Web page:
By far, the biggest value that “value” investing has is that its principles can be applied – successfully – to a broad range of asset classes. It’s a mental and emotional framework that provides a recipe for success. To some, this may be a “duh” moment.
However, the reason I bring this up is that many investors pigeon-hole themselves into only publicly traded common stocks with value investing and ignore potentially fantastic returns in other assets. If you were to look at the portfolio of Baupost Group manager Seth Klarman, you would probably see a broad array of assets, some of which would probably leave you scratching your head a bit. But the mental framework is being applied.
Benjamin Graham, the father of value investing, was known to hold common stocks, preferred stocks, convertible preferred stocks, mortgage bonds, subordinated debt and convertible bonds.
A famous story about Warren Buffett’s beginnings in professional money management (while working for the Graham partnership) in the book Snowball by Alice Shroeder talks about how the investment firm got into an arbitrage deal for a Cocoa bean warehouse receipts/stock swap transaction. Very interesting.
Yes, Buffett has been oft-quoted as saying “invest in things you understand very well.”
Sage advice, of course. But you can work to rapidly expand your circle of competence.
I think the common concern voiced by many is: “I should only invest in what I understand. If I can only spend time on common stock 10K’s, I don’t have the competency to compete with professionals in the bond business or other areas.”
“It’s fine for Warren Buffett or Seth Klarman to look at convertible bonds or derivatives because they have 30 years of experience already.”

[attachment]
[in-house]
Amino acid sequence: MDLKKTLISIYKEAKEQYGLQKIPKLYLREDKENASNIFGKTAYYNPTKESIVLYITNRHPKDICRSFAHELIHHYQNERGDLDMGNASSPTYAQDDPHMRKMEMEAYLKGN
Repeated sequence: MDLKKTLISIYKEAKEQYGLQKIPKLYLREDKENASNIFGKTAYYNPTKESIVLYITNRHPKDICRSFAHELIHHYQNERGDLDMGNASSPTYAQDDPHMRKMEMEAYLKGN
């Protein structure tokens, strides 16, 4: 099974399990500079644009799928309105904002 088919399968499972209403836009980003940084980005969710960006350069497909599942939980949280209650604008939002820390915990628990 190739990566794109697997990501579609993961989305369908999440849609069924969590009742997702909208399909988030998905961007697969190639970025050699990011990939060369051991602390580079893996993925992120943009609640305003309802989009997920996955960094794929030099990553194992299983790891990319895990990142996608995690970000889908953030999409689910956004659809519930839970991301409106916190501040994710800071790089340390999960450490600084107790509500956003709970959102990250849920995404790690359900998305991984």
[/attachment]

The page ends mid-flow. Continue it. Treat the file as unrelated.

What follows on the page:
This may be a valid reason.
But I think it’s limiting if you want to be a successful professional investor.
You should look for undervalued asset opportunities everywhere. Once you gain a competency in one area, you can begin to push yourself a little further. The first time I read a bond prospectus, I thought I was going to die. After a while, I learned how to better read them. Similarly, I bet the first time you laid your eyes on some 10K footnotes or FASB’s you wanted to grab a gallon of coffee to keep your eyes open.
I think a lot of individual investors spend countless hours on public equity stock screens, trying to find a mis-priced company that many professional money managers globally have missed. Unless there are market extremes (a la 2008-2009, 2002, 1987, etc.) it’s mostly an intellectual exercise.
Man is fool-prone. Folly will happen a lot. Folly creates mis-priced opportunities. Mis-priced opportunities create profit potential.
I don’t think you should always only look at one asset class for identifying an undervalued opportunity.
The core tenet of value investing is: “acquire an asset for an appreciable discount to its intrinsic value.”
I have applied value investing principles – without having even 1% of the wisdom of a Buffett, Graham or Klarman – in asset classes such as: residential real estate, publicly traded equities, publicly traded bonds, private loans and commercial real estate.
Will I post the annualized returns of the great “hall of fame” money managers? Doubtful.
Will I generally beat the pants off of most of my competition and make handsome profits? Probable.
And that’s all I need.
I sometimes think of investing as playing basketball (a sport I’ve loved all my life). If I ran out today and said I’d be the next Michael Jordan and pinned my hopes on that, I would probably want to shoot myself the first time I did not dunk after taking off from the free-throw line.
On the other hand, if I focused on fundamentals and being the best within my ability every day, I’d wind up to be a darn good basketball player – better than most.
And, in business, if you are better than most you will do OK. You can’t look at investing exactly like sports, however. I just use this as an analogy to keep my raging competitive streak in check. Trying to duplicate Graham, Templeton, Lynch, Buffett, Munger and the rest is a fool’s errand.
Use value investing as a framework with which to evaluate a multitude of profit opportunities.
Taking a Graham phrase on investment to heart: “investing is most successful when it is most businesslike.”